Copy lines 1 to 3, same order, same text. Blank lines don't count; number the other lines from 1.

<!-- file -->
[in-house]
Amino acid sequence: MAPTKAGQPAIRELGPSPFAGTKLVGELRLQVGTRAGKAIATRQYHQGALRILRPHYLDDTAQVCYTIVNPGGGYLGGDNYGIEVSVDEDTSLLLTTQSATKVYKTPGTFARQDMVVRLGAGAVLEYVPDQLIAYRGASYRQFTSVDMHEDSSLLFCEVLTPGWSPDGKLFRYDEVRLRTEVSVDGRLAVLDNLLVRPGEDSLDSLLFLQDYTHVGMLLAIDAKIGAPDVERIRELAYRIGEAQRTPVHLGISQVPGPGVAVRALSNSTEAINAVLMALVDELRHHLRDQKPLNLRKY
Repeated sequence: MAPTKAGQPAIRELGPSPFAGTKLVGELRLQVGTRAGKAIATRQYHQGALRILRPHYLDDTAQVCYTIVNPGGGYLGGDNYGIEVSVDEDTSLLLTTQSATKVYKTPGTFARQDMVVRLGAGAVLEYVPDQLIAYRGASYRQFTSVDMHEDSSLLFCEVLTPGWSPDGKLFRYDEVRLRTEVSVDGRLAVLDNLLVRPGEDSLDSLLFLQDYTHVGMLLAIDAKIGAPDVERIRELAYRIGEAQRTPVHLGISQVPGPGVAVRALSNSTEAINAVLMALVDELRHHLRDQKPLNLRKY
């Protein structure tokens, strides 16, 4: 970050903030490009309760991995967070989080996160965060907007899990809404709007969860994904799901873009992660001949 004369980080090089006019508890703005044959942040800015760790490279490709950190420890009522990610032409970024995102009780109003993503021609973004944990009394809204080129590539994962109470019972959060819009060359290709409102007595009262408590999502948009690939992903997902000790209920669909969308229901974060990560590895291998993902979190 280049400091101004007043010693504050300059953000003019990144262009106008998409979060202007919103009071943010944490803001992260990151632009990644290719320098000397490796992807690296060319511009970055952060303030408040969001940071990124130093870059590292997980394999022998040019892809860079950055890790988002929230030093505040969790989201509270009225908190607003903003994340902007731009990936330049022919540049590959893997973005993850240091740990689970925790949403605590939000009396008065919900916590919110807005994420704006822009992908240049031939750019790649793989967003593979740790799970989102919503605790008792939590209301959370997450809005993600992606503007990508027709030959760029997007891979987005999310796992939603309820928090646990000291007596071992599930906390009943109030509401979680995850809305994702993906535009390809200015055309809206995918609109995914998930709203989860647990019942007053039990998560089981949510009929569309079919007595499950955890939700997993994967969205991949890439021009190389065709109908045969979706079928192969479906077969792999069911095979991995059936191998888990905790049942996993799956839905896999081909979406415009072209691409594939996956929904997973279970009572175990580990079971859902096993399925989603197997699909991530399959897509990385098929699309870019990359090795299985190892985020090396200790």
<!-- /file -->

[in-house]
Amino acid sequence: MAPTKAGQPAIRELGPSPFAGTKLVGELRLQVGTRAGKAIATRQYHQGALRILRPHYLDDTAQVCYTIVNPGGGYLGGDNYGIEVSVDEDTSLLLTTQSATKVYKTPGTFARQDMVVRLGAGAVLEYVPDQLIAYRGASYRQFTSVDMHEDSSLLFCEVLTPGWSPDGKLFRYDEVRLRTEVSVDGRLAVLDNLLVRPGEDSLDSLLFLQDYTHVGMLLAIDAKIGAPDVERIRELAYRIGEAQRTPVHLGISQVPGPGVAVRALSNSTEAINAVLMALVDELRHHLRDQKPLNLRKY
Repeated sequence: MAPTKAGQPAIRELGPSPFAGTKLVGELRLQVGTRAGKAIATRQYHQGALRILRPHYLDDTAQVCYTIVNPGGGYLGGDNYGIEVSVDEDTSLLLTTQSATKVYKTPGTFARQDMVVRLGAGAVLEYVPDQLIAYRGASYRQFTSVDMHEDSSLLFCEVLTPGWSPDGKLFRYDEVRLRTEVSVDGRLAVLDNLLVRPGEDSLDSLLFLQDYTHVGMLLAIDAKIGAPDVERIRELAYRIGEAQRTPVHLGISQVPGPGVAVRALSNSTEAINAVLMALVDELRHHLRDQKPLNLRKY